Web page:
The PA Foot and Ankle Associates blog gets questions from all over the world about foot and ankle health. Today we received this one from Manohar in Bangalore City, India.
“Hello sir. This is Manohar from India, Bangalore City. My father is suffering with charcot joint disease and also a diabetic neuropathy. In the last month his leg is completely swelling. An orthopedic surgeon has suggested amputation. My question is how can it be cured?”
Thanks for your question, Manohar. The doctors at PA Foot and Ankle Associates, and particularly Dr. Thomas Rocchio, are one of the United States’ foremost experts on Charcot foot disorder.
Charcot foot disorder is a side effect of diabetes and is accompanied by diabetic peripheral neuropathy. Diabetes damages blood vessels, causing a decrease in blood flow to the feet. Poor circulation weakens bones, resulting in a disintegration of bones and joints in the foot and ankle. This puts the bones at high risk of fracture. Unfortunately, a diabetic who has nerve damage from DPN has a loss of sensation in their feet, and will be unaware of the bones fracturing. They continue to walk on the foot, causing the joints to eventually collapse and the foot to change shape, most notably to a rocker-bottom appearance. Sharp edges of bone may put pressure on the skin, creating the risk of chronic skin sores. It’s this end result – a combination of bone disintegration and trauma – which is known as Charcot foot disorder. It’s one of the most serious complications of diabetes.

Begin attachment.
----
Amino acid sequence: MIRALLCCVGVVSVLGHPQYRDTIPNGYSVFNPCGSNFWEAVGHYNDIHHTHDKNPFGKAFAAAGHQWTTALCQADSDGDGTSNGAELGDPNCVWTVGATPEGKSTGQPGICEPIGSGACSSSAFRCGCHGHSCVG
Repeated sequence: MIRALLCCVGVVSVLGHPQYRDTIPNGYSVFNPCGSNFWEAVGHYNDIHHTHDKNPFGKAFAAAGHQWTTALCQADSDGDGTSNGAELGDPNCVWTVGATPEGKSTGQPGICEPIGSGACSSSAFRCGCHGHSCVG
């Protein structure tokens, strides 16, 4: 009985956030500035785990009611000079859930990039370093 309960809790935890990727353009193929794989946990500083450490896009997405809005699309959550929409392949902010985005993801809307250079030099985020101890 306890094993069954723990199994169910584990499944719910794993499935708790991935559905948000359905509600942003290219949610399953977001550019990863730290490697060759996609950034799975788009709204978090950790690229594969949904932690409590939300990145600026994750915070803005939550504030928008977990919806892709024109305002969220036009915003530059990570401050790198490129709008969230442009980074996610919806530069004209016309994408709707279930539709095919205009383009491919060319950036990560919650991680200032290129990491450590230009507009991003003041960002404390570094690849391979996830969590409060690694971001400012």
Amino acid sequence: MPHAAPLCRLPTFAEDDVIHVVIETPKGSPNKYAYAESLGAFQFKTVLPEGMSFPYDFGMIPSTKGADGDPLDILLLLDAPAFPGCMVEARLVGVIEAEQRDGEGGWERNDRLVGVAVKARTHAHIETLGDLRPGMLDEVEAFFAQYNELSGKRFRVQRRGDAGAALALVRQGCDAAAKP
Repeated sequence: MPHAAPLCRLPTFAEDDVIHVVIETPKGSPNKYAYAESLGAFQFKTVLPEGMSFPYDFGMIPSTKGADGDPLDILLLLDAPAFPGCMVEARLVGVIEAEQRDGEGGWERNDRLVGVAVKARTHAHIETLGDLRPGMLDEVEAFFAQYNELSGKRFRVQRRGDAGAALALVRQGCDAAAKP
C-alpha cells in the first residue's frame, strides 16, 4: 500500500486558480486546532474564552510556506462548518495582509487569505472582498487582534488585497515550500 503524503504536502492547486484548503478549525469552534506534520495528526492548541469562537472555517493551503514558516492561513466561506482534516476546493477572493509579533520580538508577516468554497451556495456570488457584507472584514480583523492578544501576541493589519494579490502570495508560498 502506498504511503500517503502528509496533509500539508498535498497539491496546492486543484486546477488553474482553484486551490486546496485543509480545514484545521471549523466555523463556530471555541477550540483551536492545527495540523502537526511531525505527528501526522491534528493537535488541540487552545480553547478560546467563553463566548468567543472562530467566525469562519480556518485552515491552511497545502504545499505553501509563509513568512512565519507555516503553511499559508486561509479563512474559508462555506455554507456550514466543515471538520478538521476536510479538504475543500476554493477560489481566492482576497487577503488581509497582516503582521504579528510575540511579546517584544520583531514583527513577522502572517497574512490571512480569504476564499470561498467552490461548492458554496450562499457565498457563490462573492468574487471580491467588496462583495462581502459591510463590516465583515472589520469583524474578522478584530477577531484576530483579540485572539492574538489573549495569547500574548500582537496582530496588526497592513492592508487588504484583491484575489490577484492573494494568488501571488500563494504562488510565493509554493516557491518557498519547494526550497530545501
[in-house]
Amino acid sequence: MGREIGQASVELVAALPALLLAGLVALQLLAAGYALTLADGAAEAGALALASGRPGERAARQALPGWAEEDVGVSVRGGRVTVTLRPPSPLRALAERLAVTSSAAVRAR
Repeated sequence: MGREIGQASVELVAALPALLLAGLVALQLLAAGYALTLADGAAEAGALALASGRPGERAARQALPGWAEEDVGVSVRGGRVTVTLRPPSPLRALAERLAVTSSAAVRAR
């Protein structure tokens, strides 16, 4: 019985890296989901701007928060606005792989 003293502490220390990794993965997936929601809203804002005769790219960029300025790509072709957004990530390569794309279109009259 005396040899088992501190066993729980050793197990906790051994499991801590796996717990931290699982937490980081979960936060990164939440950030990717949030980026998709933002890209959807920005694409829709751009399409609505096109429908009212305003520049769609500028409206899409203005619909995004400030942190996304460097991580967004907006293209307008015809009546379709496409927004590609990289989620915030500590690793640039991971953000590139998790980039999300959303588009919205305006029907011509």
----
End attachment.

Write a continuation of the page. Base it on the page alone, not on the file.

Charcot is a very dangerous disease, as it is in many cases accompanied by bone infection. In highly advanced cases, sometimes amputation is the only realistic treatment. However, it is far from the only treatment.
“There are reconstruction options for many Charcot patients, but there needs to be circulation in the foot for it to heal.”, according to Dr. Rocchio. “Infection can affect the result as well. The remaining reconstructed bone must be free from infection and there must be enough healthy soft tissue to close the incisions. Usually an aggressive external fixation is needed to stabilize the reconstruction. Unfortunately, no complete answer can be given without an exam of the patient.”
Dr. Adam Teichman adds, “There are treatments to stabilize, correct, and prevent Charcot and the breakdown of the foot. For instance, if ulcers can be healed, infection can be cured, which allows a number of options to save the foot. Amputation is not a therapy, it’s a last resort.”
Early diagnosis of Charcot is key to saving the foot, which is why every diabetic should have their feet checked regularly by a podiatrist. Manohar, we’d be happy to examine your father and give you a complete diagnosis and treatment plan if you and he can travel to the States.